30. jr = 3 t
2
, //
= 3 /
 /
: <
;
t = 1. tf = .
31. .r = 2 r ', //
= 2 f '
;
/ = 0. 72 = 2 V2.
33. jr
~ 2 /, ?/
= ;
/  1 . 36. jr = 2 sin /, ;//
= cos 2 /
;
t = TT.
34. .r  / f 1, //
= t
'  1 ;
/ = 1 . 37. x  tan /, //
= ctn / ;
/  \ IT.
35. x 4 cos /, ?/
= 2 sin /;// = !. 38. r / sin /, //
1 cos /
;
/ TT.
/, // a sin :!
/. ,4//,s. ft ;i a sin /i cos /i.
//
~ a (sin / t cos /). An*, ft at\.
point on the curve // ~ x Draw the curve and the circles of cur
4
2 .r L>
.
vature. Find the points on the curve where the radius of curvature is a
minimum.
46. Show that at a point of minimum radius of curvature on the
curve y = f(x] we have
'^Vl
,dx) \
erty; namely, x, y, y', and //" have the same values at P for the
circle of curvature and the curve.
DEFINITION. The center of curvature (a, /j) for a point P(x, y) on
a curve is the center of the circle of curvature.
Theorem. The coordinates (a, /j) of the center of curvature for
P(x, y) are
y y
Proof. The equation of the circle of curvature is
(1) Cra^+fojCO^/i',
\\here K is given by (F). Differentiating (1),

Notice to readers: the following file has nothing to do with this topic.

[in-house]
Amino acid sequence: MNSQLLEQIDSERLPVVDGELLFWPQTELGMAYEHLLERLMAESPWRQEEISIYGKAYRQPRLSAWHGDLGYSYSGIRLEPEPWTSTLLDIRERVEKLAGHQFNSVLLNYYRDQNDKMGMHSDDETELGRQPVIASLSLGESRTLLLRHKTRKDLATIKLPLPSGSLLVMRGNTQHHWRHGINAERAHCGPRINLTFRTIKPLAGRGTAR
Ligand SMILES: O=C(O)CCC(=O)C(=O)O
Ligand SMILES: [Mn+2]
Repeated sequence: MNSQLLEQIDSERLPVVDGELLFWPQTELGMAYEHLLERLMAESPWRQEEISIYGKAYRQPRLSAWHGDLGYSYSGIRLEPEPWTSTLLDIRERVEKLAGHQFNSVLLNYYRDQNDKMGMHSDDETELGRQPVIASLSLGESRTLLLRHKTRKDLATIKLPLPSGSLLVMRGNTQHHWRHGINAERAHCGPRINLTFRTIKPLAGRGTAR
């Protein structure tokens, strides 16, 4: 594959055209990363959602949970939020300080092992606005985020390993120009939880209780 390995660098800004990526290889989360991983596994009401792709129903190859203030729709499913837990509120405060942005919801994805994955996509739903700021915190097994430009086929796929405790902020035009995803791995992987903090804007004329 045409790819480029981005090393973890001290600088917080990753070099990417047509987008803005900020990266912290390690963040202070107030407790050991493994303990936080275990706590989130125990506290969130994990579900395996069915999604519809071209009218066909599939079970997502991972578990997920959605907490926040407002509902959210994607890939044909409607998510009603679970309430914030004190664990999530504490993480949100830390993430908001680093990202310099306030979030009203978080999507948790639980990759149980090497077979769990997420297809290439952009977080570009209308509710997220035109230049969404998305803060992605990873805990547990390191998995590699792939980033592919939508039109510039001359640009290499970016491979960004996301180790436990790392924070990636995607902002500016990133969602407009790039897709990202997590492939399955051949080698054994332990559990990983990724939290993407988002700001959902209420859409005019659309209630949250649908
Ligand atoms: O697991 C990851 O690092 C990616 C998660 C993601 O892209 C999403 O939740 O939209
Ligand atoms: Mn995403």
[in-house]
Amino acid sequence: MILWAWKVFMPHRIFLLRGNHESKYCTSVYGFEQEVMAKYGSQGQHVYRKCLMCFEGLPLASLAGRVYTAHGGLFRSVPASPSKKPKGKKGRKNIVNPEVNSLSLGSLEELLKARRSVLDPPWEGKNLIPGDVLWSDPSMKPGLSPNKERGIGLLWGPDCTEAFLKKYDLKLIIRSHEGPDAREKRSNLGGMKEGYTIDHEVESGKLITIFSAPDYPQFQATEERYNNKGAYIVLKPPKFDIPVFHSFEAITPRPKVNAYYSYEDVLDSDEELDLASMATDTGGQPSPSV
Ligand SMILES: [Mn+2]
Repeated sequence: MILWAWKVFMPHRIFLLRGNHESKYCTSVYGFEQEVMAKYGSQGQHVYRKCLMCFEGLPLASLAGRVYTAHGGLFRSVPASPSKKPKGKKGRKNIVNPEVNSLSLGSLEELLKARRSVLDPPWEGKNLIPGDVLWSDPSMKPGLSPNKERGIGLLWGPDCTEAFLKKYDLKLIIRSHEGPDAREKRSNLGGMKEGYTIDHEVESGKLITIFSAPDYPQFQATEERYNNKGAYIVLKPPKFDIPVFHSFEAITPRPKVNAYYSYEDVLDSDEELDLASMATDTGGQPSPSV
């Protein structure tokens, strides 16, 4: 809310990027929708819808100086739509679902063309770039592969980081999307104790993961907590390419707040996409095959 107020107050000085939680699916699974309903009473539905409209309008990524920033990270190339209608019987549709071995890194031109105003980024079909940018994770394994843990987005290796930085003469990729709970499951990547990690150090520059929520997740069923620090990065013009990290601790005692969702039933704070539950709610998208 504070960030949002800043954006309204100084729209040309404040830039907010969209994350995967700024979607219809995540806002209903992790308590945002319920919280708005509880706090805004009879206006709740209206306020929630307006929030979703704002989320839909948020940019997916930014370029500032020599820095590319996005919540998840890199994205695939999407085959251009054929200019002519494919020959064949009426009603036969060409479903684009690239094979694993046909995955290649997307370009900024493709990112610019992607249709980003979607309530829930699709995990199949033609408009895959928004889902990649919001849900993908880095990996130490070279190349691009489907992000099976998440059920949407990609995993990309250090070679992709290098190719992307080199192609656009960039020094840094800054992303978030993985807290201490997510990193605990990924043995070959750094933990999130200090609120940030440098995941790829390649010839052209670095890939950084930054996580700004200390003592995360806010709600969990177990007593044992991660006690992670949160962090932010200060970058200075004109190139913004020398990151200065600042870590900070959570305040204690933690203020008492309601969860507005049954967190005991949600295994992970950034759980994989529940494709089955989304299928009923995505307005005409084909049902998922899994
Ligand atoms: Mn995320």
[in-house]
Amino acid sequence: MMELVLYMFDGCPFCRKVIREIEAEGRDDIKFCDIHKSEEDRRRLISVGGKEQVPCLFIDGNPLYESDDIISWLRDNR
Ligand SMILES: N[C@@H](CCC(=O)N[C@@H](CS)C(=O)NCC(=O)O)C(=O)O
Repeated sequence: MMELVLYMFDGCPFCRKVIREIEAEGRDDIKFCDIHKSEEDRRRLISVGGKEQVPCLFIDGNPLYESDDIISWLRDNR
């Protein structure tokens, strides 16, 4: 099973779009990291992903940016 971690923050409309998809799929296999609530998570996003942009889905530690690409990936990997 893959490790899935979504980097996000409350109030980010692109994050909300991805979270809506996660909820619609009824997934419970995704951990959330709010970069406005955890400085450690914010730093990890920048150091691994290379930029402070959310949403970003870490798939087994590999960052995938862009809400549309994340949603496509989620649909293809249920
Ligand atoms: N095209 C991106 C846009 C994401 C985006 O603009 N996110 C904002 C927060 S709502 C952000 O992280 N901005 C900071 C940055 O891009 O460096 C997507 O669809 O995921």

/ x a ,,
= R~
(2) "
?/"
yP (y
 '
,
y* I
/3
=y f R cos r, etc.)
EXERCISE 2. If x' and x" are, re
a ~
x" x"
j
Therefore (a) (
3 x f 2 p, ~~~^ }
t
Ls the center of
V 4 p/
curvature corresponding to any point on the curve.
(b) (2 p, 0) is the renter of curvature corresponding
to the vertex (0, Oj.
Formulas (G) and (77), Art. 108, give the coordinates of any point
(a, /3) on the evolute expressed in terms of the coordinates of the
corresponding point (x, y) of the given curve. But y is a function
of jc ; therefore these formulas give us at once the parametric equation
of the evolute in terms of the parameter x.
RADIUS AND CIRCLE OF CURVATURE 159
tangular coordinates.
of a and /3.
First Step. a= 3 ar + 2 p, =
Second Step.
Third Step. (4
1
./ <* \*
Second Step, x
"\a
2  b' )
z
Find the equation of the evolute in parametric form, plot the curve and the
evolute, find the radius of curvature at the point where / = 1, and draw the cor
responding circle of curvature.
By (B), Art, 82
(2) ^^^1 f 3 t
calculate x, ^ from (1) and a, j8 from
(2), and tabulate the results.
Now plot the curve and its evolute.
point (J, 0) is common to the
The
given curve and its evolute. The given
curve (semicubical parabola) lies en
tirely to the right and the evolute
entirely to the left of x J.
The circle of curvature at A ( ) Ji ,
Jl
,
AA' = "
By (1), Art. 3
COS/).
2
d// _ sin / d' y 1
2
dx 1 cos/ dx~ a(\ cos/)
equation of the evolute OO'Q* referred to the axes O'a and O'fi.
The cocirdinates